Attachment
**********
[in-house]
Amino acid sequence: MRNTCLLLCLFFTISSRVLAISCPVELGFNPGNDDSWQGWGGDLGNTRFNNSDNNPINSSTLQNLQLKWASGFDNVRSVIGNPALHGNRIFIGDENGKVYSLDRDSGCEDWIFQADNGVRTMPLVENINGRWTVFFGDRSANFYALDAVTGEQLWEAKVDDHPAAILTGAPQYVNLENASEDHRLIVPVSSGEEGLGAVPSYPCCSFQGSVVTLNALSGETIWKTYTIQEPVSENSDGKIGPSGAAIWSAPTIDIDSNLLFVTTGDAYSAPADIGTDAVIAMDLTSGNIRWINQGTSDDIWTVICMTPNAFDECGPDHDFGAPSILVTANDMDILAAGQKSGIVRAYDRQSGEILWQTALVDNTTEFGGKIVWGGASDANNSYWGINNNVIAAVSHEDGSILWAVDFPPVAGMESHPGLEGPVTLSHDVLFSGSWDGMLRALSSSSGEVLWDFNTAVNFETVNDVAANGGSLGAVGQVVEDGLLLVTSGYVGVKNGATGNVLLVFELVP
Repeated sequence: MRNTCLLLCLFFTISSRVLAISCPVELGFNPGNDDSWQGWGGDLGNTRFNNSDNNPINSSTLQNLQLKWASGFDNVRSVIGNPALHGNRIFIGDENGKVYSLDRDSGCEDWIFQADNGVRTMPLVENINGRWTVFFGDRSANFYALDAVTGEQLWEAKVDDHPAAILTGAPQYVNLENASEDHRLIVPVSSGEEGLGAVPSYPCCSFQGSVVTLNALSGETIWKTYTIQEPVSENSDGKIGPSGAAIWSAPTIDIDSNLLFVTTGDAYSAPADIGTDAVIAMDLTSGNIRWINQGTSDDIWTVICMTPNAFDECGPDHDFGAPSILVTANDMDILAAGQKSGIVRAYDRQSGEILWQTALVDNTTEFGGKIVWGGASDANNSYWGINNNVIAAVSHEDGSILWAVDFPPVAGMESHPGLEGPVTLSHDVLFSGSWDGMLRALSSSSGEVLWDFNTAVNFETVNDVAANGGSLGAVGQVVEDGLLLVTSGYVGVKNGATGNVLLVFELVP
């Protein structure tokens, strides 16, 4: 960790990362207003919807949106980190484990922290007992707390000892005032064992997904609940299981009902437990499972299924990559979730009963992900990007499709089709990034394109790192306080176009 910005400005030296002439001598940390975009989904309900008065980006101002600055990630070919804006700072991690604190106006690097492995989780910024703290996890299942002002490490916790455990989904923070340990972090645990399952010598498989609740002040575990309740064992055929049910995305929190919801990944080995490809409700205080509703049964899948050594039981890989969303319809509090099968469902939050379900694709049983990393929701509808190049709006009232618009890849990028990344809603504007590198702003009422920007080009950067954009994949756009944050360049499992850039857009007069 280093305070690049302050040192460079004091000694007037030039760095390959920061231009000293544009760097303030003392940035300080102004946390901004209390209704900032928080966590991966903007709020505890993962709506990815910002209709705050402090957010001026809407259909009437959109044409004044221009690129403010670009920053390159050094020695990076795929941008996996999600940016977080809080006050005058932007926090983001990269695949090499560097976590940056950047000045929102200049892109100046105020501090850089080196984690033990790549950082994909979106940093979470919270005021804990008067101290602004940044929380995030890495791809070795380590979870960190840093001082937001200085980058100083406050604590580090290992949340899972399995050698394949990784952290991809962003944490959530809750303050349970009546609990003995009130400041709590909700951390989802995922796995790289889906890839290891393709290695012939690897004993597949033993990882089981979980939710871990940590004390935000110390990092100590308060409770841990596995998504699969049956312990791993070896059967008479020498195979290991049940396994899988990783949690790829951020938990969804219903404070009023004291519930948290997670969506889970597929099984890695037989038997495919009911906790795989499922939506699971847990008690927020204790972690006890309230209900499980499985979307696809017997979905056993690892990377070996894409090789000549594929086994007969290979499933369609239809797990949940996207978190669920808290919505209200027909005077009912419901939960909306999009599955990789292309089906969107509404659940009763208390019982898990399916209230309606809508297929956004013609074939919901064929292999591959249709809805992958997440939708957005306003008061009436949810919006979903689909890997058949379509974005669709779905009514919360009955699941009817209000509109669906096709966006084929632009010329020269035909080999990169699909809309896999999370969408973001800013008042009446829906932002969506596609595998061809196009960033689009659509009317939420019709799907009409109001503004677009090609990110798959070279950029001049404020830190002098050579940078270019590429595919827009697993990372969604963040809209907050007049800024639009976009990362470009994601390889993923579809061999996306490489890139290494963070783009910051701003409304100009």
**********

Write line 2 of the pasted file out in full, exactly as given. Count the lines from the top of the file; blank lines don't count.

Amino acid sequence: MRNTCLLLCLFFTISSRVLAISCPVELGFNPGNDDSWQGWGGDLGNTRFNNSDNNPINSSTLQNLQLKWASGFDNVRSVIGNPALHGNRIFIGDENGKVYSLDRDSGCEDWIFQADNGVRTMPLVENINGRWTVFFGDRSANFYALDAVTGEQLWEAKVDDHPAAILTGAPQYVNLENASEDHRLIVPVSSGEEGLGAVPSYPCCSFQGSVVTLNALSGETIWKTYTIQEPVSENSDGKIGPSGAAIWSAPTIDIDSNLLFVTTGDAYSAPADIGTDAVIAMDLTSGNIRWINQGTSDDIWTVICMTPNAFDECGPDHDFGAPSILVTANDMDILAAGQKSGIVRAYDRQSGEILWQTALVDNTTEFGGKIVWGGASDANNSYWGINNNVIAAVSHEDGSILWAVDFPPVAGMESHPGLEGPVTLSHDVLFSGSWDGMLRALSSSSGEVLWDFNTAVNFETVNDVAANGGSLGAVGQVVEDGLLLVTSGYVGVKNGATGNVLLVFELVP